Sydney is abuzz with excitement as thousands of England football fans pour through the city’s airport and pack into hotel lobbies, pubs and outdoor screens to cheer the Lionesses in the Women’s World Cup final.
Sinead Disney, from Macclesfield, Cheshire, secured tickets to the final a couple of months ago not knowing if the Lionesses would be dealt a dream draw and deliver on a top two finish.
“It couldn’t have gone any better for me,” said the Liverpool FC fan, who flew Down Under solely for the 2023 World Cup.
“I have friends who live in Sydney, so this was a great opportunity to visit while witnessing the finals stage of the biggest women’s football event in the world,” she added.
Joining the 82,500 strong sold-out crowd among what is expected to be a largely parochial English crowd is the ultimate way for Ms Disney to spend her final night in Australia.
Having already ticked off Sydney’s most iconic attractions – the Harbour Bridge and Opera House, not to mention an English pub or two – Ms Disney and her football mad crew will be celebrating tonight before, during and after the game on Sunday.
“I’m flying home tomorrow, so I can’t party too hard tonight, but I’ll definitely make up for it when I get back to the UK,” she added.
“It’s also my birthday, what a great present it would be to see our girls claim the trophy.”
Despite the rivalry the host nation and England are renowned for when it comes to sport, the sentiment ahead of the final is mostly one of respect.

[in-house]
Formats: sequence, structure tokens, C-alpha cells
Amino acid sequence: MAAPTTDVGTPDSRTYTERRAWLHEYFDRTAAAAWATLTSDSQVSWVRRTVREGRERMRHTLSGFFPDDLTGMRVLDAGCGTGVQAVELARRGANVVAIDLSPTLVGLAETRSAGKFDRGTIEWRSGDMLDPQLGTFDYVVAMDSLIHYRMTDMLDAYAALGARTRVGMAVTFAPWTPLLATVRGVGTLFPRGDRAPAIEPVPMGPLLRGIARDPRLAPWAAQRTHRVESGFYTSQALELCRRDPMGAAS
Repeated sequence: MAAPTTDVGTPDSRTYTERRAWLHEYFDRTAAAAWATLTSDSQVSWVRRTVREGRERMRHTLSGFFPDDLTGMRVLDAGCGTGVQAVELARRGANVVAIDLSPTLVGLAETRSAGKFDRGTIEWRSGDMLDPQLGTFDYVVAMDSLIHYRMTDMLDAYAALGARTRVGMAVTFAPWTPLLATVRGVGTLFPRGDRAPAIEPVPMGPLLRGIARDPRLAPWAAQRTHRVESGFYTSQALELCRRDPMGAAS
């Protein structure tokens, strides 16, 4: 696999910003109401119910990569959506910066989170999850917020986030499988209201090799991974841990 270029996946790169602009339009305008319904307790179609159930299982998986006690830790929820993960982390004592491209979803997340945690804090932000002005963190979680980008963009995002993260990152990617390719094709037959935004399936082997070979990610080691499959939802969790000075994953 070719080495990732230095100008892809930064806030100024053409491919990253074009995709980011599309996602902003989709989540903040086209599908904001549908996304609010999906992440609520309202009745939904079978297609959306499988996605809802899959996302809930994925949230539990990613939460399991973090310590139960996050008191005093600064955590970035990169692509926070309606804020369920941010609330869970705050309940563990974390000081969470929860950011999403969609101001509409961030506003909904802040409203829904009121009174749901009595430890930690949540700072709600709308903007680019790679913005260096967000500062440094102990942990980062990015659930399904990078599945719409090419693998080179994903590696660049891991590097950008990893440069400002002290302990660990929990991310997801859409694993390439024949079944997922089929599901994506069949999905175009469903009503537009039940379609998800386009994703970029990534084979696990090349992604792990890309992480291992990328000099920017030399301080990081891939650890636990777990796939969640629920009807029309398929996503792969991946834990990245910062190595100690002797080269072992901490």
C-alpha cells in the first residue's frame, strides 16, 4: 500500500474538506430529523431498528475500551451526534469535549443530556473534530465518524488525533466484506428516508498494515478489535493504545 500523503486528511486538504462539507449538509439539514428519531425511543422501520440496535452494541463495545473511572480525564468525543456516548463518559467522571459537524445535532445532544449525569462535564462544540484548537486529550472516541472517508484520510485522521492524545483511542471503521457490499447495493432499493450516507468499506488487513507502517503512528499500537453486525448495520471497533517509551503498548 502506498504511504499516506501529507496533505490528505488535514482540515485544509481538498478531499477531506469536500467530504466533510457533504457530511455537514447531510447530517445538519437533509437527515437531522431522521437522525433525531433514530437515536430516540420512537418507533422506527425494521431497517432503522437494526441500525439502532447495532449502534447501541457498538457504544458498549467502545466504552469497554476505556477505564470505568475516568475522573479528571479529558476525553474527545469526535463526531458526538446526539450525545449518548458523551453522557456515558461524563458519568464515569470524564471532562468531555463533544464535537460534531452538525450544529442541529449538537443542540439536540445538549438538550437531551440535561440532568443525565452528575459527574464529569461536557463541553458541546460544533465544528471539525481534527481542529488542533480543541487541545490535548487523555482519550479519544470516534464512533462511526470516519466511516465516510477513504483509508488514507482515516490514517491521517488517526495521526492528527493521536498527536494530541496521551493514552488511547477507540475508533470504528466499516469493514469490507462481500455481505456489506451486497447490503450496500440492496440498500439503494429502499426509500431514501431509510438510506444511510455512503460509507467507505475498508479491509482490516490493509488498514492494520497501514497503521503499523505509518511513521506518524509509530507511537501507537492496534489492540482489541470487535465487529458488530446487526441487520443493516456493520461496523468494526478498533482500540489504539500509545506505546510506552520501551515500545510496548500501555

British expat Daniel Scott, who has lived in Australia on and off for 26 years, said he will be more comfortable cheering on the Lionesses tonight than he was when England and Australia squared off in the semi-final on Wednesday.
“I’m sorry to say this, but it’s this kind of Dingo-ism as I call it that I’ve experienced in Australia that made me get rid of my Aussie sporting allegiance,” he said.
“I just feel like there is a bit of xenophobia attached to the sport and unfortunately, it’s one of the negative aspects of Australia.
“That aside, I am so proud of the Lionesses… to do what they’ve done is just extraordinary.”
Such is his passion for the world game, Mr Scott sat on the Fifa website for 10 hours in a bid to secure tickets to the final.
“It’s going to be a huge night, and I get emotional just thinking about it,” said the father-of-two, whose daughters are heavily involved in football.
“The thing that gladdens my heart the most as an absolute football tragic is the effect the World Cup has had on football especially in Australia.”